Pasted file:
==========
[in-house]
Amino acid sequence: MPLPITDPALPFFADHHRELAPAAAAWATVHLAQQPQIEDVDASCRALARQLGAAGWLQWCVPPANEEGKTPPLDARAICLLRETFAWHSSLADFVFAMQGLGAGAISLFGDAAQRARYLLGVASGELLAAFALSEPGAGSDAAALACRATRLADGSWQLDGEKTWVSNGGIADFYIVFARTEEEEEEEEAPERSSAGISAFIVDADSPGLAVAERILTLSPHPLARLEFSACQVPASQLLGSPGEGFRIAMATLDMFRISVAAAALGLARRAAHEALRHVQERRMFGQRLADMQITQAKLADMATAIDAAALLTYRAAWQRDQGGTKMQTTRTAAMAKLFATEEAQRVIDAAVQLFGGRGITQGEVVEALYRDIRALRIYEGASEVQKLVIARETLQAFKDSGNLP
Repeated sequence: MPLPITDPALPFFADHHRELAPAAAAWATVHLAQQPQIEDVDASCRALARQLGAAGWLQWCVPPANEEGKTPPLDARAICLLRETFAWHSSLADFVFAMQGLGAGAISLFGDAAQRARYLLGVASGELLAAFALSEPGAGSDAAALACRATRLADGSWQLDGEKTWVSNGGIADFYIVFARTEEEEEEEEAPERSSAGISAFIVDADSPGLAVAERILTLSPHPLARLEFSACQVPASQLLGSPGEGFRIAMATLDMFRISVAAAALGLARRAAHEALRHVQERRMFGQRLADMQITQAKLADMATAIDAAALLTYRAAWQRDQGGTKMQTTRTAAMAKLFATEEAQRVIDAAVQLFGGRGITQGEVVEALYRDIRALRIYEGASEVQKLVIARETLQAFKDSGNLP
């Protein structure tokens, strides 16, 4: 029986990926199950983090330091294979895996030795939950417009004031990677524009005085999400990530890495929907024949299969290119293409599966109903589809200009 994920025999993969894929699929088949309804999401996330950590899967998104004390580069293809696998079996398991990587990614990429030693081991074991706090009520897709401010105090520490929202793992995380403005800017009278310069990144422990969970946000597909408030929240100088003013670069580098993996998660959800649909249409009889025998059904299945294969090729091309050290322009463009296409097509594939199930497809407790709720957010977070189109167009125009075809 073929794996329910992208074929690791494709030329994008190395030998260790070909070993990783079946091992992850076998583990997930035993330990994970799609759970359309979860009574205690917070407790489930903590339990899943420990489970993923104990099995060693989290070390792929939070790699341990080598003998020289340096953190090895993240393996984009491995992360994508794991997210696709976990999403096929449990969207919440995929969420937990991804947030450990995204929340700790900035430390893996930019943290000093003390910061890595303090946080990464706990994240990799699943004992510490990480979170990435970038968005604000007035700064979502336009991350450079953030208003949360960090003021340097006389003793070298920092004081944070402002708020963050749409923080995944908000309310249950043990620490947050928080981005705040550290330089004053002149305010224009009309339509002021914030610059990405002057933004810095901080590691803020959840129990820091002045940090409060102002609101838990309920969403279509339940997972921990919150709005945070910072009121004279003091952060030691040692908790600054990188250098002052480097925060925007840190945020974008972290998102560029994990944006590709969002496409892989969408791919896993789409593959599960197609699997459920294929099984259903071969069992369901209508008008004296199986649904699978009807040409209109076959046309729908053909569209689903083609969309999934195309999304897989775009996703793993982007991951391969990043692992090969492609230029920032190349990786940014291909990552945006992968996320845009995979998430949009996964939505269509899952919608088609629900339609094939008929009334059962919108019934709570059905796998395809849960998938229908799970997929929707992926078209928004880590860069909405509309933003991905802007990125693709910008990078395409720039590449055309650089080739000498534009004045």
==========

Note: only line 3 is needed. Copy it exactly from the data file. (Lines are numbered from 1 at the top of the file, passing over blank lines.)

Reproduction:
Repeated sequence: MPLPITDPALPFFADHHRELAPAAAAWATVHLAQQPQIEDVDASCRALARQLGAAGWLQWCVPPANEEGKTPPLDARAICLLRETFAWHSSLADFVFAMQGLGAGAISLFGDAAQRARYLLGVASGELLAAFALSEPGAGSDAAALACRATRLADGSWQLDGEKTWVSNGGIADFYIVFARTEEEEEEEEAPERSSAGISAFIVDADSPGLAVAERILTLSPHPLARLEFSACQVPASQLLGSPGEGFRIAMATLDMFRISVAAAALGLARRAAHEALRHVQERRMFGQRLADMQITQAKLADMATAIDAAALLTYRAAWQRDQGGTKMQTTRTAAMAKLFATEEAQRVIDAAVQLFGGRGITQGEVVEALYRDIRALRIYEGASEVQKLVIARETLQAFKDSGNLP